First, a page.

So instead of finding a new freedom as he had hoped the mathematics closed in and around on Manzur taking him almost to crisis. However, by confronting this confining wall which had restricted and almost frozen his soul he returned to Colombia in 1964 and started again to express himself through his art. Though this time it was a much more sanitized and orderly art which presented him through his new learning.
The Moon Two Times (Assemblage, Oil on Canvas – 1966)
Returning To Colombia: Constructivism and Assemblies
Forms of the Moon (Assemblage & Collage – detail)
It was also around this time that Manzur discovered the work of the Russian father of constructivism Naum Gabo and this movement along with his recent immersion in science and mathematics brought to the fore in Manzur the desire not only to create assemblage art but to develop traditional constructivist artwork and to develop his won style using kilometers of thread and picture frames. Some of these works took immense size and were placed in public spaces. However, Manzur had only been working on these pieces for a few short years when in 1973 an encounter with the father of constructivism, Naum Gabo, changed his life and the course his art would take until the present day.
Red Moon (Assemblage with Oils – 1966)
Gabo admired Manzur work in constructivism however, he saw in this young artist something different and he suggested that he return to organic drawing with reference to the Renaissance artists of Rafael and Miguel Angel. He also suggested that he should turn to his spanish and latin roots and look to create imprecise drawings which would not have a clear point of termination. And with this Manzur turned to what has perhaps provided him with most fame – his pastels and oils of still lifes, San Jorges (Saint George) and flies!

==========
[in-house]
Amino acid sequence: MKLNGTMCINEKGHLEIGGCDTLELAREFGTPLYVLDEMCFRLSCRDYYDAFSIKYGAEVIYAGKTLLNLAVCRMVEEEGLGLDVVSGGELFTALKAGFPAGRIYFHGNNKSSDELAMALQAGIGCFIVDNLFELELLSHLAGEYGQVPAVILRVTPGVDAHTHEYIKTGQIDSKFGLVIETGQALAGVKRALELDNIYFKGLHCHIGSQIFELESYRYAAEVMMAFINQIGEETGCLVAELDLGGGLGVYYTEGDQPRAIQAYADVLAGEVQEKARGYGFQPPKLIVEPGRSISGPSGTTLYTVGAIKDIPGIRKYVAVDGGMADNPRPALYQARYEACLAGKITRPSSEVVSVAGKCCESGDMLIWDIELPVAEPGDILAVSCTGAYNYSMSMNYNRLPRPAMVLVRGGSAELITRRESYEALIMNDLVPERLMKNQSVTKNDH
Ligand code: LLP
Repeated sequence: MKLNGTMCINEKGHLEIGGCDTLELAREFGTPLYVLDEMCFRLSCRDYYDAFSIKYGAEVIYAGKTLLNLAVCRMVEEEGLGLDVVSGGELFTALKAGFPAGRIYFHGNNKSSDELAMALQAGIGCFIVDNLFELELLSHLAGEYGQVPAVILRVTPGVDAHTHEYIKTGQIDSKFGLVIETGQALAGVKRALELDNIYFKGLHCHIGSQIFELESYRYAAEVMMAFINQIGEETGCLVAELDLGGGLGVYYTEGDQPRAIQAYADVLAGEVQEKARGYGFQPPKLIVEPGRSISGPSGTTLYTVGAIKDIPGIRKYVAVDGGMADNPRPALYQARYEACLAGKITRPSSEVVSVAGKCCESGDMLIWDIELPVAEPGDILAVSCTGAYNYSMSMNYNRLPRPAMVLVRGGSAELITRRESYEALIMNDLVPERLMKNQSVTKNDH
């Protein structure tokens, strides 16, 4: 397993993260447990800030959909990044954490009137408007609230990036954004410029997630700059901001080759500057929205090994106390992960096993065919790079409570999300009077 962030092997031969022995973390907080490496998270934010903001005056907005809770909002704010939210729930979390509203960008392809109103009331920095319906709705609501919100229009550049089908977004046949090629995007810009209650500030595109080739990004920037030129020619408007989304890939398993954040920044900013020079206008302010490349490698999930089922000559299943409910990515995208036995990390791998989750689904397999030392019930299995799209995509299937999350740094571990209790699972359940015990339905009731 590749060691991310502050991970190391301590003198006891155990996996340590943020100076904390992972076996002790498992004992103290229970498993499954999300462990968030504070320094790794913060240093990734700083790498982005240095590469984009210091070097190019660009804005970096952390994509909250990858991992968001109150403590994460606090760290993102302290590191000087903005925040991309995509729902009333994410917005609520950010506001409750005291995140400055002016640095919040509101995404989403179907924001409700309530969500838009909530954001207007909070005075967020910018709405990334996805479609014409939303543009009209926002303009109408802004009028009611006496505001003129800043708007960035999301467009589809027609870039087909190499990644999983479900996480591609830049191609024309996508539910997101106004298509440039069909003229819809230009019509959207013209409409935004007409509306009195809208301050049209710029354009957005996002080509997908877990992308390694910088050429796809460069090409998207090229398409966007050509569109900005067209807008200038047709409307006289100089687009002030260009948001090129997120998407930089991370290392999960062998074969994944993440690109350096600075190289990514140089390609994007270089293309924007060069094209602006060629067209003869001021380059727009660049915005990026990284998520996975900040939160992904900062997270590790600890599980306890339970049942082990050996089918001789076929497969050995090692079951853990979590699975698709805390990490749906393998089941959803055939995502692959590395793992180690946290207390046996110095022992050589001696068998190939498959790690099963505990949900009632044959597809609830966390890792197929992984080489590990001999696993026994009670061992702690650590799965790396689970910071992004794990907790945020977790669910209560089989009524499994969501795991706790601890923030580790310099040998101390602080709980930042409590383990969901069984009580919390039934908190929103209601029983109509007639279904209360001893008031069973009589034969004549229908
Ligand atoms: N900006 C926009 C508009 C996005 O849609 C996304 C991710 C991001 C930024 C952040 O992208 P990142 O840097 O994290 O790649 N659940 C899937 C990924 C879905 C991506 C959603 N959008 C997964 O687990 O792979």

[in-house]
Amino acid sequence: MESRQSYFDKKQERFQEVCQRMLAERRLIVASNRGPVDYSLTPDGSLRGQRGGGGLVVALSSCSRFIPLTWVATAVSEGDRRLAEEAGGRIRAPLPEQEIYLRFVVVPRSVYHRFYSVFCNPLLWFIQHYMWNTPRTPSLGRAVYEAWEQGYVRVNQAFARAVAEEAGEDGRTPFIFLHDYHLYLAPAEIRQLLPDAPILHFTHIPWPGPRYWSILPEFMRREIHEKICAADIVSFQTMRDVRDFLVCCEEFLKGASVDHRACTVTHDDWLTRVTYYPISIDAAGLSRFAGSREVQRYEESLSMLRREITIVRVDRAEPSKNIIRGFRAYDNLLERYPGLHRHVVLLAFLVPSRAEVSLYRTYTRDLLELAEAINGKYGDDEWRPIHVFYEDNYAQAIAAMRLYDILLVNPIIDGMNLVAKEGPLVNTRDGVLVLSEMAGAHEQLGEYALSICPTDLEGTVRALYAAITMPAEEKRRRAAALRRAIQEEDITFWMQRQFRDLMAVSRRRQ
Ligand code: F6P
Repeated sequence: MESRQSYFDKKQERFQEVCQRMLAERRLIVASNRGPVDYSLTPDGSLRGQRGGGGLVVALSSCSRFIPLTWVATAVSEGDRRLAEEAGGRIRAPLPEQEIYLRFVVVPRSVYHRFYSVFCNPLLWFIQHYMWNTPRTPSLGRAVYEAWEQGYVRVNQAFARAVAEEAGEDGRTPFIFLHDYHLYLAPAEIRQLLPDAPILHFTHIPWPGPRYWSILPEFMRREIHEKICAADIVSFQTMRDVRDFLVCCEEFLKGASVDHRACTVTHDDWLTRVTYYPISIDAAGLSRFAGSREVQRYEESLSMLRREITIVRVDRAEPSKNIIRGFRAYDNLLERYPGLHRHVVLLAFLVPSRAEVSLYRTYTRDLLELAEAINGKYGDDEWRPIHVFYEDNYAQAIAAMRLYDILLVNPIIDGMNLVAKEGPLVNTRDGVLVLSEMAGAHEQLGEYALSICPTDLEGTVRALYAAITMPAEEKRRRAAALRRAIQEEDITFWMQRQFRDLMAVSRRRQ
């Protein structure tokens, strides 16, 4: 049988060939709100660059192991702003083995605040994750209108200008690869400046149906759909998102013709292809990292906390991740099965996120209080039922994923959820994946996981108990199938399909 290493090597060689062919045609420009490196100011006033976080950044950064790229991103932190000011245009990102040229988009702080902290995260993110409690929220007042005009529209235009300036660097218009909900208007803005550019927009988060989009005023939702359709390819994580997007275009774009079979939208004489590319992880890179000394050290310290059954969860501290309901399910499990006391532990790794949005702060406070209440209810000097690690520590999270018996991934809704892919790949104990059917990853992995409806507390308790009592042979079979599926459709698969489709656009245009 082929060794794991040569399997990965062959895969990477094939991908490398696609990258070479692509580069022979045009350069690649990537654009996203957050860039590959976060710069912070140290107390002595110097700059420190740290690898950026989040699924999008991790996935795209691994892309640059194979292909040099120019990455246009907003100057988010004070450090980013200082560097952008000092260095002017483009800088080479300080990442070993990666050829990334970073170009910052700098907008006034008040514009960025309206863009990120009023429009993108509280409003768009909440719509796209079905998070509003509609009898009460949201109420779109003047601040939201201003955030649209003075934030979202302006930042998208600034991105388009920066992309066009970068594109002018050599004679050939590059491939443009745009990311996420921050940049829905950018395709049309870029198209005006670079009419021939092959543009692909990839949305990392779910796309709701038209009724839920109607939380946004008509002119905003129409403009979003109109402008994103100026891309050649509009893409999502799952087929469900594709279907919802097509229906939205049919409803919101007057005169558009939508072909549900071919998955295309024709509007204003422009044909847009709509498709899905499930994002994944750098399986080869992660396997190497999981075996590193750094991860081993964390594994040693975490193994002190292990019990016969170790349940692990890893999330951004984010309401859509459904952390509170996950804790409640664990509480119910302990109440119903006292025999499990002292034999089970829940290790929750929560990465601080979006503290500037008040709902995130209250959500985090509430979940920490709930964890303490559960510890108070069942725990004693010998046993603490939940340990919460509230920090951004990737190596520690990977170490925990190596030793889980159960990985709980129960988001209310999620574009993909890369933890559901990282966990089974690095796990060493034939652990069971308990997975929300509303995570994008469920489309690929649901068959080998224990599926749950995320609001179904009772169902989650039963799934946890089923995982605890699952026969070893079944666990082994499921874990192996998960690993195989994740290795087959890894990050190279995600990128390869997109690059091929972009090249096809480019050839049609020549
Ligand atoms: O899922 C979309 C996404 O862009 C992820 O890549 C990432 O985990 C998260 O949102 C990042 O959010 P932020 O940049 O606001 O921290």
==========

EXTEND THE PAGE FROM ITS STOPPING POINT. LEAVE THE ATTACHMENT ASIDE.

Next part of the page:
Astroport (Assemblage of steel with chrome cord – 1974) (90 m2)
Of Still Lifes, San Jorges and Flies!
So, in the early to mid 70´s David Manzur began a third chapter of his artistic career and one which would bring him even greater recognition in Colombia and beyond.
After his discussion with Naum Gabo he started to reflect on his most recent work and decided that it was too mathematical, too cold, without emotion and without emotion there was no reason to create a work of art which should always grow from the seed planted by emotion. Deciding that it was best to use the freedom that his work as an artist gave him, Manzur made the decision to start again and work towards new expressions for a new public. So he started out creating his style of still life drawings, incorporating many of the items that had caught his interest such as the lute, fruits and musical themes working principally with pastel on paper as his medium.
Sheet Music (Pastel/Paper – 1984)
At this point, and quite by chance he decided to incorporate flies into his drawings. And, as Manzur says, this created enough controversy within the public to bring him new identity – rather than being identified with his still life drawings of lutes, grenadine fruits or sheets of music. While many were looking for a deeper meaning as to his incorporation of this insect into his works his reason is simpler: one day a fly attracted by the heat of the studio lights under which he worked landed on his drawing – and he copied it with the shadow it created and he discovered that it gave a new dimension to his work.
Portrait of a Friend With The Face of Mona Lisa
(Acrylic on Canvas – 1978) [detail]
It was shortly thereafter that his work turned away from the still life and took a life of its own when he began to create almost theatrical settings in his works based on themes set around San Jorge and one which Manzur admits is a reminiscence of his childhood in Neira. [It should be noted that Manzur´s brother Jaime owns and operates a well-known children’s theater here in Bogota so perhaps this was partly an influence in his creation of this new presentation of his art.]
Neira & St. George (Pastel/Paper – 1983)